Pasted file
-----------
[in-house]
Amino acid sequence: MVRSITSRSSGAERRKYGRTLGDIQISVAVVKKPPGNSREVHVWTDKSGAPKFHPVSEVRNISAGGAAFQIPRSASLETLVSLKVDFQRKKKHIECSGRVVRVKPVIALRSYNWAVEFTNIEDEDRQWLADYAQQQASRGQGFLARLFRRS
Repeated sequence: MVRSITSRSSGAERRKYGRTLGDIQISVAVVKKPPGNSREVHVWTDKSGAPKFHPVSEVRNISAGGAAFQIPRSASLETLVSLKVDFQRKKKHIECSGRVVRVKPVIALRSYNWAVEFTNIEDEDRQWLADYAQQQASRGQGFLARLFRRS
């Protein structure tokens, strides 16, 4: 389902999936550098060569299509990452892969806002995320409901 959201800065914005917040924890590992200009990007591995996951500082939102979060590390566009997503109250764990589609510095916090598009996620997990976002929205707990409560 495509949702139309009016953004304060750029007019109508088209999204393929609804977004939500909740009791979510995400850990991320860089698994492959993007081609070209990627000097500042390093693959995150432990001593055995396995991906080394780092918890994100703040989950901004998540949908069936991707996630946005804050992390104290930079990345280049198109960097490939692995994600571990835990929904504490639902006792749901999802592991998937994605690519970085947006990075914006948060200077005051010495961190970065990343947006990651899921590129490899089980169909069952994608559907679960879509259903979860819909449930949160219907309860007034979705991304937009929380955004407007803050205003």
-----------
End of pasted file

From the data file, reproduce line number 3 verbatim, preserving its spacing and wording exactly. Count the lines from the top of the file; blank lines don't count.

Repeated sequence: MVRSITSRSSGAERRKYGRTLGDIQISVAVVKKPPGNSREVHVWTDKSGAPKFHPVSEVRNISAGGAAFQIPRSASLETLVSLKVDFQRKKKHIECSGRVVRVKPVIALRSYNWAVEFTNIEDEDRQWLADYAQQQASRGQGFLARLFRRS